Recent drowning highlights need for water safety
In the first eight days of July five people have drowned in central Ontario and for OPP Sgt. Peter Leon that is beyond worrying.
On Saturday, two men drowned in a boating accident in Wasaga Beach after the dinghy that they were riding in flipped when it reached the mouth of the Nottawasaga River and Georgian Bay.
With the increased flow of the Nottawasaga because of the huge amount of rain the area has received, meeting with the churning waters of Georgian Bay with waves created by high winds cresting at two metres according to police involved in the rescue, the two men were thrown into the water.
Neither victim was wearing a life jacket.
“In Wasaga Beach you are floating down the river where it is controlled, but when you get to the mouth you are dealing with on-shore winds, and in talking to one of the marine guys that responded to the call, they were dealing with seven-foot waves,” said Leon. “So you have those waves coming ashore, where you have a significant river system that is basically the drainage point for the watershed in this area, so you have some very challenging water that even the best of swimmers would have had difficulty with.”
Firefighters, police officers and Ontario Parks wardens recovered the bodies of the two men from the water. Simcoe County paramedics attempted to revive the men with CPR and other life-saving measures, but failed, said Wasaga Fire Chief Mike McWilliam.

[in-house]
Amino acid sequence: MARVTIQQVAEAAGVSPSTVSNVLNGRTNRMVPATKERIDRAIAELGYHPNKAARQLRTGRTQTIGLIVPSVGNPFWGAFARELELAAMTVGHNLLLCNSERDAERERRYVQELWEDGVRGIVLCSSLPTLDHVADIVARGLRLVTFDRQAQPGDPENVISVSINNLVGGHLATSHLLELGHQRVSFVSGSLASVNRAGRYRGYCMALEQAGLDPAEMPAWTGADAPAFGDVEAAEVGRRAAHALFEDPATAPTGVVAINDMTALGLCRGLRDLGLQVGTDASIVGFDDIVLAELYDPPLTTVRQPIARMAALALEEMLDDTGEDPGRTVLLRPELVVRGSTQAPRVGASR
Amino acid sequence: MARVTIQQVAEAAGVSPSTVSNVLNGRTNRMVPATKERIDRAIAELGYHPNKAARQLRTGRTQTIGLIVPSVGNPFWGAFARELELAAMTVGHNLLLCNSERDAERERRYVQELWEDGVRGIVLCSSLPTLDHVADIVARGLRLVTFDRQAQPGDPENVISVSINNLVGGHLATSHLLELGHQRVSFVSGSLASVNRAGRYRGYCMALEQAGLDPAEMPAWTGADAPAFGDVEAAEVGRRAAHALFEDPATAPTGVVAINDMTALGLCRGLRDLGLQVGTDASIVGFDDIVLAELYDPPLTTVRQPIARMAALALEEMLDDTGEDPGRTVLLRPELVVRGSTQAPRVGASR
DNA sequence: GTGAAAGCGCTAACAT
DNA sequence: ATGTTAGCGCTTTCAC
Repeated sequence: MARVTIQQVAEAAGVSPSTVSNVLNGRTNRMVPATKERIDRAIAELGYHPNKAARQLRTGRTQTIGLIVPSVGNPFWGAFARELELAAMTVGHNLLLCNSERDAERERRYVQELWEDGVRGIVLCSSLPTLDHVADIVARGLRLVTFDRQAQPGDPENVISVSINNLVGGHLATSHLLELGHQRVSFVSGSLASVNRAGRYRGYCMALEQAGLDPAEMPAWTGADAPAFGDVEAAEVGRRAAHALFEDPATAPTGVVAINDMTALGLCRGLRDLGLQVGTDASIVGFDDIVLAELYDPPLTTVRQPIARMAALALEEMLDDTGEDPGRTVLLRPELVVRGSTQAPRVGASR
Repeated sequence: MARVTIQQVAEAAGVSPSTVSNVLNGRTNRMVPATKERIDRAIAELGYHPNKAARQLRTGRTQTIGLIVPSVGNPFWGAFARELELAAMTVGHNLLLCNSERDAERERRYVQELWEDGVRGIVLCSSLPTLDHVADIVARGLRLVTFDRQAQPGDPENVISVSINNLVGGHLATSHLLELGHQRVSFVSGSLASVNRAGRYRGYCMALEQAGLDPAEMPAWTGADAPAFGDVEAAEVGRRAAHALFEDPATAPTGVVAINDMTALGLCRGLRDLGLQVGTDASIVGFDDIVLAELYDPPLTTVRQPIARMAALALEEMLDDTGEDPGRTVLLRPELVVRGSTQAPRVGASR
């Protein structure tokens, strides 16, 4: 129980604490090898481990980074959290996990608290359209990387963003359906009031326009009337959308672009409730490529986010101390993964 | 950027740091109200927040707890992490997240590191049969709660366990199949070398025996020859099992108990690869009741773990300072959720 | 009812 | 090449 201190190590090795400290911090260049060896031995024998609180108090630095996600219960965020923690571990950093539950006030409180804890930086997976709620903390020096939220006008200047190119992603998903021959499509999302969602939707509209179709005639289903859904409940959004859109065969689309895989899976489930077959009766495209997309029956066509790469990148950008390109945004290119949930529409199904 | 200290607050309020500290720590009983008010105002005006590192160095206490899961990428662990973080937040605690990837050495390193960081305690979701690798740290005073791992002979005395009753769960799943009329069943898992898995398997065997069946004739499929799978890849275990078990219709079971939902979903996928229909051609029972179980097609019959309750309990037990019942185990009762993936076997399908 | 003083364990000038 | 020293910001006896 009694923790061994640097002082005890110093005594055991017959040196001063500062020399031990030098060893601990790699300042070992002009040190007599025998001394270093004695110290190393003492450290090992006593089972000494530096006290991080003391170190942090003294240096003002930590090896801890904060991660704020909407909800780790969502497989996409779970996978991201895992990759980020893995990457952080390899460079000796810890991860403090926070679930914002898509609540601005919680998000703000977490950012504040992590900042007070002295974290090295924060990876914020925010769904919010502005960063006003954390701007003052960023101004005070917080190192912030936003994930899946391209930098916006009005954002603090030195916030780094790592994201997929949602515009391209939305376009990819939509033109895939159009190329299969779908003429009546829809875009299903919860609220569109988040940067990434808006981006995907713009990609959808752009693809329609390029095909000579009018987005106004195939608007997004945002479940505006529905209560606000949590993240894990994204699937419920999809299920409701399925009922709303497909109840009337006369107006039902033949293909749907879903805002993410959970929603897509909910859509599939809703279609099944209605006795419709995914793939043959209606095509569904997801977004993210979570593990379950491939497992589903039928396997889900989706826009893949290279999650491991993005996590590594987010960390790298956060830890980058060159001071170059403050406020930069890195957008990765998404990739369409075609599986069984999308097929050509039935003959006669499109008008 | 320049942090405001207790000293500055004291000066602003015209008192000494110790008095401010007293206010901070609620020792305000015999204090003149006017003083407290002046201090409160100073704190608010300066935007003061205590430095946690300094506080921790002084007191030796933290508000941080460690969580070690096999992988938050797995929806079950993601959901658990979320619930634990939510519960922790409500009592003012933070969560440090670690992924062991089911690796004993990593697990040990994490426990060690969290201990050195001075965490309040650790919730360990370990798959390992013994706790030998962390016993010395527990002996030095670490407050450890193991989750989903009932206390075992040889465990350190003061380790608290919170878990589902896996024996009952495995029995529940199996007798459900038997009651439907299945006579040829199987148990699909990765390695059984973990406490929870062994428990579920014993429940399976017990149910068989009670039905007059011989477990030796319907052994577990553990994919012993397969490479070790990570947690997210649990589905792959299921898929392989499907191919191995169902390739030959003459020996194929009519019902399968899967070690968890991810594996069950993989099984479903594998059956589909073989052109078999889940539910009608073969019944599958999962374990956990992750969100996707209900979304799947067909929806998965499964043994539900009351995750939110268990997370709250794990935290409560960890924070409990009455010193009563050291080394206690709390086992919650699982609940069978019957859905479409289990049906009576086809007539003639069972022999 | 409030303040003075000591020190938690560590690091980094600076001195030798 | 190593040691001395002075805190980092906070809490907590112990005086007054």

Police have identified the victims as Nimit Sharma, 26, of Collingwood and Dilvinder Lakhanpal, 27, of Caledon.
The numbers of fatalities in such a short period of time shocked Leon.
The Lifesaving Society of Ontario reports 38 swimmers and 14 boaters have lost their lives this year to drowning.
At this time last year, there were 46 total drownings.
What concerns Leon is that people aren’t taking time to realize that the waters in Ontario are a lot different this year.
The increase in rainfall, the cooler temperatures have left rivers and lakes a lot colder and a lot deeper Leon says.
“One of the things we are putting forward is that people have to be aware of the conditions that they are swimming in. They need to be aware of where there is possible undertows or stronger currents,” Leon said. “At the fatality in the Green River, the pictures that I saw were that the water was really rushing by and there was a pretty strong undercurrent. The deceased was located in about 35 feet of water. What may look okay on the surface could be very different down below.
“I think that people should be afraid of the water and gain respect for the water, because water gives life but it can also take life very, very quickly as well,” he added.
Common sense should dictate behaviour on the water, he suggests.
“If people aren’t strong swimmers is it really that bad to put on a PFD which will give you a chance if you do get into some kind of trouble,” Leon asked rhetorically.
Boaters should heed the warning as well he added.
“The sad part is that in the first 10 days of this month we have lost five lives just in this immediate area and those are families that are affected, impacted by what has taken place.
“There are a lot of different people affected now by five very different circumstances, but it all comes down to one thing. If people were wearing a PFD we probably wouldn’t be talking right now.”